## Tuesday, 22 December 2015

### Log 5 X 5

If you have yet to read Sara VanDerWerf's post about her 5 X 5 game go here and read it now. It sounds awesome, doesn't it? I didn't read it until I was already on break, but I look forward to playing it with my students at some point down the road.

At a very early hour this morning, I thought that this game could be modified to help students practice working with logarithms. Instead of having the numbers 1-10 in their grid, they could have logs. They would still place numbers of equal value next to each other, but some would look like log28, others like log327 and others like 3. They would also still need to find the sum of squares that match. I would have them write the sum of each set of matching expressions as a single logarithm so that they would need to use their log rules.

Clearly, I need to actually work through this, but I wanted to get it down before I forgot. I think you could also do this with trig expressions (sin π/6, cos 5π/3, etc.), but have thought that through even less than the log idea.

If you have feedback, please let me know. Ideas to build on or telling me why this is a bad idea are both welcome :)

## Friday, 18 December 2015

### MPM2D - Day 70

Today is our last day before the break. This generally means treats, music and movies throughout the school, with very little, if any, work being done. However, 11 of my students opted to rewrite the skills portion of the quadratics test from Monday. I didn't even have 11 students show up to my grade 12 class first period! Their dedication to learning and improving is remarkable. I feel very privileged to be their teacher.

Happy holidays to all!

## Thursday, 17 December 2015

### MPM2D - Days 68 & 69: Test (part II) and Equation of a Circle

Day 68
Yesterday was day 2 of the test. I don't really want to talk about it...

Day 69
We changed gears completely today and looked at the equation of a circle. This is one of those weird topics in our curriculum that doesn't really fit in. I do it as an application of the distance formula, but we only look at circles centered at the origin so I don't even get to make connections to the transformations we have done. Well, it's not part of the curriculum, but I usually have them explore circles that are not centered at the origin.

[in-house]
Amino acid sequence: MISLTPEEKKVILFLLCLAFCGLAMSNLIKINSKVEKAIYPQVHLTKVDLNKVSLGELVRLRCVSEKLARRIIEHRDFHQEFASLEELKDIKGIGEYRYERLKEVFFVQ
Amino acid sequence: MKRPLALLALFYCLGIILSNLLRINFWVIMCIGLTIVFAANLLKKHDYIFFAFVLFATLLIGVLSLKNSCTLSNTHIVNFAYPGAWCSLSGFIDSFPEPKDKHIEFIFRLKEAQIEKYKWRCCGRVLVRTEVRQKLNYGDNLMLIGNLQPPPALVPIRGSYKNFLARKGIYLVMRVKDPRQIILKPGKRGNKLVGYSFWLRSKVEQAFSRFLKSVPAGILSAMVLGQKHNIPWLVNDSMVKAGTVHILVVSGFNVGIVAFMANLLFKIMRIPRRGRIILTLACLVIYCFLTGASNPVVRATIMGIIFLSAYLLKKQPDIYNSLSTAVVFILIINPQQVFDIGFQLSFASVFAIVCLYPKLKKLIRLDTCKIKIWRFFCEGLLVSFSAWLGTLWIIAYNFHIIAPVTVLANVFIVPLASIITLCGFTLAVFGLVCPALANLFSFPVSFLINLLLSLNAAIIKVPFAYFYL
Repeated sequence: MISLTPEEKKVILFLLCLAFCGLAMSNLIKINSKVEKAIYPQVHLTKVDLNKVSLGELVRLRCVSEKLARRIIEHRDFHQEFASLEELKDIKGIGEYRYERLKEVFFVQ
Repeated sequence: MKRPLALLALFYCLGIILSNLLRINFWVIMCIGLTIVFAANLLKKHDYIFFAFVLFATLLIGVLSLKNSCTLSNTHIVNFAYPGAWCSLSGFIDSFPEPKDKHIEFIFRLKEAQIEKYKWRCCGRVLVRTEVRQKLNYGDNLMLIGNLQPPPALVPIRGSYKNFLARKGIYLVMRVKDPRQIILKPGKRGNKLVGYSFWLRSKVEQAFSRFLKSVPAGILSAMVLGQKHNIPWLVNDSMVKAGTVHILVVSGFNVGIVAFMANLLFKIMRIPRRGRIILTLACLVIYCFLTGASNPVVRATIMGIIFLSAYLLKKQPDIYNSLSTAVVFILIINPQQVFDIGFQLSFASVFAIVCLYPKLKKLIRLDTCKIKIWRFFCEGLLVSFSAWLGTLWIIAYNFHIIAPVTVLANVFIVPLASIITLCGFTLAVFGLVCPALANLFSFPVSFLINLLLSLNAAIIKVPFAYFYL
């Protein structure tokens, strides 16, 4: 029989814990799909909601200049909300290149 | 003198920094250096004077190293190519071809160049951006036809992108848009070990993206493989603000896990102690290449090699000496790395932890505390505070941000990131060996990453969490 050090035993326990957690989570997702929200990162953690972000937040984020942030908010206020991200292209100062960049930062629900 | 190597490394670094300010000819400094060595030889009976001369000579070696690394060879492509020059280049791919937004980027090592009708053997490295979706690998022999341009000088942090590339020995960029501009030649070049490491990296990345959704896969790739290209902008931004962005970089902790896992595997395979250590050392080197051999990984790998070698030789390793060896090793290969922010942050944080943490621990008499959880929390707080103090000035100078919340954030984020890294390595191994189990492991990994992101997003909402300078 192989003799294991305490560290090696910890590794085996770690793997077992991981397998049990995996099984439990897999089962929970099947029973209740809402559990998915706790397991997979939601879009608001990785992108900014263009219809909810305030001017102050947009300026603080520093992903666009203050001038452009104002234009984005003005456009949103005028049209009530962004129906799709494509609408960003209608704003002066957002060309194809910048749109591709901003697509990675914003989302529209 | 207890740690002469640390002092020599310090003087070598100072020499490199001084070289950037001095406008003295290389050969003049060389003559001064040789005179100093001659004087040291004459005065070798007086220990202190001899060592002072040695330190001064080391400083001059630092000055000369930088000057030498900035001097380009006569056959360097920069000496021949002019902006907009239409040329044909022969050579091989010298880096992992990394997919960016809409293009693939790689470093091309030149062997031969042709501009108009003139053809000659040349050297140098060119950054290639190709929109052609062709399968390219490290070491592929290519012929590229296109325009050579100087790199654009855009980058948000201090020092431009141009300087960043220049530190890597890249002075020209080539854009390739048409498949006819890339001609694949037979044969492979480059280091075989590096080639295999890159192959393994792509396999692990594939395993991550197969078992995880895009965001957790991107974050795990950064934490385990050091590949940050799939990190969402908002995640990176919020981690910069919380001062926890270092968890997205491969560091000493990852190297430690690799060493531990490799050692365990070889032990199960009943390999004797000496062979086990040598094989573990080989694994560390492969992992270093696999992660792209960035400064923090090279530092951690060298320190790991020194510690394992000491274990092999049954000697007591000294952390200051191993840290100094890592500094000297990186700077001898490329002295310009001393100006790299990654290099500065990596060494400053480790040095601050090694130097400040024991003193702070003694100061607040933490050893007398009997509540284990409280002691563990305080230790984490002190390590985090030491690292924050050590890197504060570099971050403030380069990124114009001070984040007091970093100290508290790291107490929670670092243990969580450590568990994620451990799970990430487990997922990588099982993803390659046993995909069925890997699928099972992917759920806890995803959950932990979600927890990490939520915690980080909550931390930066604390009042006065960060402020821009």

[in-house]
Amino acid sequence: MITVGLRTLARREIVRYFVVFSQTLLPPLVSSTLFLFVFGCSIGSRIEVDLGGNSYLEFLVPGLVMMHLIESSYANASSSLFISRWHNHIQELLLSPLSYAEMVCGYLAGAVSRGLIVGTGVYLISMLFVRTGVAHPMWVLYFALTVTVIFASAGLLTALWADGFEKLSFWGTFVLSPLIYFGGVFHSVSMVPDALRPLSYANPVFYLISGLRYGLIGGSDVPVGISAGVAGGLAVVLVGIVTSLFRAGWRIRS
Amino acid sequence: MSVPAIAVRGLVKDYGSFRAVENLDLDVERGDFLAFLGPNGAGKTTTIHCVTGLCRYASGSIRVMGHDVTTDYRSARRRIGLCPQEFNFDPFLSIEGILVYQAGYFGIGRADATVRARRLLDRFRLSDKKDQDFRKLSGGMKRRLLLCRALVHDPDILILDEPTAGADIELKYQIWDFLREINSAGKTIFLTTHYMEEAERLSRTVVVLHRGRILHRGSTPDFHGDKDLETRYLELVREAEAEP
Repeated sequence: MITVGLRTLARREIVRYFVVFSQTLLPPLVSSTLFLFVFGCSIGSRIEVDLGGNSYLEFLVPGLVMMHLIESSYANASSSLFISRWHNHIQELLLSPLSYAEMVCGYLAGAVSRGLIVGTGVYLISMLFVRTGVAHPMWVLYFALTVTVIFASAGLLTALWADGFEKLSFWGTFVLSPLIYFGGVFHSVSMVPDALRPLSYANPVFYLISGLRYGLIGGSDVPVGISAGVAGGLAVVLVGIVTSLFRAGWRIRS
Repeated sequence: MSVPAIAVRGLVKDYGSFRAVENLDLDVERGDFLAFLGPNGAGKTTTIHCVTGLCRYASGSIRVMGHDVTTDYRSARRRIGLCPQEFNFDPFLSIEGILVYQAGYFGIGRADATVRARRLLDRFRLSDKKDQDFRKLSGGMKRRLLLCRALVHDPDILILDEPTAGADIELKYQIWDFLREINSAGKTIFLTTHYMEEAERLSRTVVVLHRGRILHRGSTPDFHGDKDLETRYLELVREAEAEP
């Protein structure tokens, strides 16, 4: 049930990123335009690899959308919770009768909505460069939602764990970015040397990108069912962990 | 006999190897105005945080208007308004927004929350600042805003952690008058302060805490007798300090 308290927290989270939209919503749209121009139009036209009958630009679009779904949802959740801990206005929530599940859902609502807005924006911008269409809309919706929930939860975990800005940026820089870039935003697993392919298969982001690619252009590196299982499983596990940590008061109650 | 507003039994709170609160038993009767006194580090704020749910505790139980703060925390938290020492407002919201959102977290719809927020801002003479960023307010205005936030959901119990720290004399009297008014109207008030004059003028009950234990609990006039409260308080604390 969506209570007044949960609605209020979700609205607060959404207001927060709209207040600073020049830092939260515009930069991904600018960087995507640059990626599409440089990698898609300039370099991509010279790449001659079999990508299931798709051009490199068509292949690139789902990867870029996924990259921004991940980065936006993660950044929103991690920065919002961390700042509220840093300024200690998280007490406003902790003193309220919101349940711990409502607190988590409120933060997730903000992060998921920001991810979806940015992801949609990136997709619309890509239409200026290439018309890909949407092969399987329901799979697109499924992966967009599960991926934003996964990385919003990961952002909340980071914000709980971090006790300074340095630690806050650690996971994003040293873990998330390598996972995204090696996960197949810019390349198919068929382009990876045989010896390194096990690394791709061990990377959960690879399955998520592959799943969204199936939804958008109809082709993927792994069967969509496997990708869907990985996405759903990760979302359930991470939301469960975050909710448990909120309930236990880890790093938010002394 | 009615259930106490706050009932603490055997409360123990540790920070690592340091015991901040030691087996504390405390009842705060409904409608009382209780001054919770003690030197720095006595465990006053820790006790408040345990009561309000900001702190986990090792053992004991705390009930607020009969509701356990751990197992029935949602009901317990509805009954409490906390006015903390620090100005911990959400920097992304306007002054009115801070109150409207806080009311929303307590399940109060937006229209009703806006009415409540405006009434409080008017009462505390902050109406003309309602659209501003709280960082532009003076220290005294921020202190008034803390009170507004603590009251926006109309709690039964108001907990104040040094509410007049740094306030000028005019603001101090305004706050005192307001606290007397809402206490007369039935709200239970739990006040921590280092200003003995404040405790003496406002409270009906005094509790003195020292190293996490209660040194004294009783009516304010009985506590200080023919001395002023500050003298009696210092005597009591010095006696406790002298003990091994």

I started off with a little group activity. They had to plot 12 points and calculate the distance between each point and the origin. This is what it looked like:

They easily saw the pattern (all the answers were 5!) and that the points formed a circle. So then I asked them to define a circle. Here is what they said:

Pretty good, right? We went on to develop the equation of a circle.

Then they filled in a big table giving them different information (equation, radius, intercepts, graph).

Next, we looked at this question:

We hopped onto Desmos to see what this looked like. They could easily see if a point was inside, outside or on the circle, so they talked in their groups about how we could figure this out without the picture.

In our discussions, we talked more about radius that radius squared, so that is how we looked at the example that follows.

And then class ended early so students could go clean up their lockers. They were not sad about not getting homework.

## Tuesday, 15 December 2015

### MPM2D - Day 67: Review, Part II

Today, students had the opportunity to work on review questions (quadratics) and ask for help. I returned yesterday's test and went over the questions where they had to solve a quadratic. We also spent a little bit of time talking about how to determine the number of real roots of a quadratic. I like having a day in between test days as it gives students a chance to refocus and ask questions about skills which with they are struggling.

Completely off topic, if you haven't checked out Desmos' latest activity, Marbleslides, go do that now! Here is the link to the quadratic one.

## Monday, 14 December 2015

### MPM2D - Day 66: Test (part I)

Not much to report today. Test day is always a combination of feelings. Satisfaction that some students have really understood the material, combined with sadness that some really have not. I have to push down that voice that wants to say "But we did this!" as the evidence clearly shows that some just didn't get it. More work tomorrow to prepare for part II of the test on Wednesday.